Aluminium picture postcard, c 1900.
© Science Museum / Science & Society Picture Library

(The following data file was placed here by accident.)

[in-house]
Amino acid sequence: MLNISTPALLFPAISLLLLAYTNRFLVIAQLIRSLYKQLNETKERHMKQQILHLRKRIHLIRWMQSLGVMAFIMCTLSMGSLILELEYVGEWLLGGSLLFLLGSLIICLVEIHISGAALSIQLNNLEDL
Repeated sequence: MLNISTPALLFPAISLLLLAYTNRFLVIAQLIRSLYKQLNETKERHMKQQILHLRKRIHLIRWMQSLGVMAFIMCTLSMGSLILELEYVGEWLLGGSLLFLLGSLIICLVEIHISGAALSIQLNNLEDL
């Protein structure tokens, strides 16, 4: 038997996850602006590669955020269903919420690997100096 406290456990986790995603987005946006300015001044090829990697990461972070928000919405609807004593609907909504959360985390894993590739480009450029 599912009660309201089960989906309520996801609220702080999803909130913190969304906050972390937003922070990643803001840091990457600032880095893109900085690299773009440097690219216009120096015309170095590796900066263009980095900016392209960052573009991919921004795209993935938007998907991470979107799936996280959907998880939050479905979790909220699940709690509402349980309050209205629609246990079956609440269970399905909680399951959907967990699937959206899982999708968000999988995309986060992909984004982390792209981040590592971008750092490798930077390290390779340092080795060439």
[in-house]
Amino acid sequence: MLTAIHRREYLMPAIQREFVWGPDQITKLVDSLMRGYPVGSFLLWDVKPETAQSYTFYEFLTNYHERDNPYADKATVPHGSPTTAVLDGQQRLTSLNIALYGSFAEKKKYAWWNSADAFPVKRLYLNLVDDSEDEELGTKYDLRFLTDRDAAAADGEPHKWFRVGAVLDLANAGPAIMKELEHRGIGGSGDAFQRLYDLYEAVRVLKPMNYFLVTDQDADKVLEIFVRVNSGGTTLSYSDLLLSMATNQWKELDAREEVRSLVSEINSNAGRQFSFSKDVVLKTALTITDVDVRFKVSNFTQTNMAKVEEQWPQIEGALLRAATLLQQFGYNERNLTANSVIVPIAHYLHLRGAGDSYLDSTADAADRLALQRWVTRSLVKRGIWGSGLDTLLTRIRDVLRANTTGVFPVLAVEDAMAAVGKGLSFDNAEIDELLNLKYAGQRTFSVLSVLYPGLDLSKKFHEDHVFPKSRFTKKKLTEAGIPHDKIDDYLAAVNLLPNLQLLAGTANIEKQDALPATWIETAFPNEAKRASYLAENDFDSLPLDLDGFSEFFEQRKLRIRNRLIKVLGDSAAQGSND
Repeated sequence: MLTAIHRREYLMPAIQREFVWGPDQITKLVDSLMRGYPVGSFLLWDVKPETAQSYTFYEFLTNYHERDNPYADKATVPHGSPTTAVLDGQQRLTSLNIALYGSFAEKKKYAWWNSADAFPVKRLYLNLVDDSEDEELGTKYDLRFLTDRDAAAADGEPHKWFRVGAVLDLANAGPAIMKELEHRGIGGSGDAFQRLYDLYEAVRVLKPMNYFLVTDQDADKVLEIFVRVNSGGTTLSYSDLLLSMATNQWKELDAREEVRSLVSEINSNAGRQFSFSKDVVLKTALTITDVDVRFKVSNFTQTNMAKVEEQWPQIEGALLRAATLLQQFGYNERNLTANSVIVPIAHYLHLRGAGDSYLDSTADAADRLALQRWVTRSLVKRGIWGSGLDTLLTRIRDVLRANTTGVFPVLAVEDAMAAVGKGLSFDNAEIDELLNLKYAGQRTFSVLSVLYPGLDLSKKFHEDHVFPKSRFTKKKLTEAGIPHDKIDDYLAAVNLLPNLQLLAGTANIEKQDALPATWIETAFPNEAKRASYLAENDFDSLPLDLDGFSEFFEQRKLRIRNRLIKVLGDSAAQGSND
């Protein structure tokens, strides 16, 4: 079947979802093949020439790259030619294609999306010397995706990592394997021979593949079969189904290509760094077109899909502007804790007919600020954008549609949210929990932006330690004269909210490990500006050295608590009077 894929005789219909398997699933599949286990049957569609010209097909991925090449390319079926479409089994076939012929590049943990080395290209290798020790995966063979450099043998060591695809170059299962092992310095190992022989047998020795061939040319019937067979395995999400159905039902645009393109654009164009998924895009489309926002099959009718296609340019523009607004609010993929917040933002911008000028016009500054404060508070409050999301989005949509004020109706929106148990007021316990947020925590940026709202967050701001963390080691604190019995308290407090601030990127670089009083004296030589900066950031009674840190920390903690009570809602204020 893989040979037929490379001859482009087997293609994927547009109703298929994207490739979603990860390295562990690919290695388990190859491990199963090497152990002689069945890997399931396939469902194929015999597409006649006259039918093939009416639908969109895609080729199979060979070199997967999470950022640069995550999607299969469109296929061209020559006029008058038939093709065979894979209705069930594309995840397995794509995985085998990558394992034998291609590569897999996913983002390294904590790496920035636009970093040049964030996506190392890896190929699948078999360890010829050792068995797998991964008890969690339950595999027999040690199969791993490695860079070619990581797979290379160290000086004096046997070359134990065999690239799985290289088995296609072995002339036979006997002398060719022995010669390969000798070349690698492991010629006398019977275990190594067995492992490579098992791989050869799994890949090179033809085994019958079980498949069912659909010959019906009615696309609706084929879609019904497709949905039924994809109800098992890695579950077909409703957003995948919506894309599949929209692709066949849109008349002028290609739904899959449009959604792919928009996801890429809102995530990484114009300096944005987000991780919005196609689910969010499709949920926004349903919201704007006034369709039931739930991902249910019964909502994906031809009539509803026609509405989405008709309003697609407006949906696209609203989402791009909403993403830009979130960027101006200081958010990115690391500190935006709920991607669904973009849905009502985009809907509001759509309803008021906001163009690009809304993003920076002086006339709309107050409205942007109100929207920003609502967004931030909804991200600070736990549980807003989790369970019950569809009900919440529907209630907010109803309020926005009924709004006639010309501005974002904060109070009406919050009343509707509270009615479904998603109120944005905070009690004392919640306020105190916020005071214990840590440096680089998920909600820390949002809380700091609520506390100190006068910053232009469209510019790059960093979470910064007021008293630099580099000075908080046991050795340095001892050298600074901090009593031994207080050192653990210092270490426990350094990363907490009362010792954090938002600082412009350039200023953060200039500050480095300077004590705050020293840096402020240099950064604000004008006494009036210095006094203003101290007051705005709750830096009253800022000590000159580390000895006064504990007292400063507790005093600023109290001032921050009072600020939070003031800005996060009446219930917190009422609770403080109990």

A postcard printed on thin aluminium by the Buffalo Aluminum Company. Although the third most abundant element in the Earth's crust, aluminium was not isolated until 1825, by Hans Christian oersted (1777-1851). Most aluminium is extracted from bauxite ore (Al2O3) by electrolysis. The pure metal is soft and ductile, but when combined with other metals, it forms strong alloys. This, together with its lightnes, resistance to corrosion and electrical conductivity, makes aluminium suitable for a wide range of uses, from aircraft and vehicle construction, to window frames, overhead power cables and food packaging. The metal's lightnes made its use in postcards such as this posible.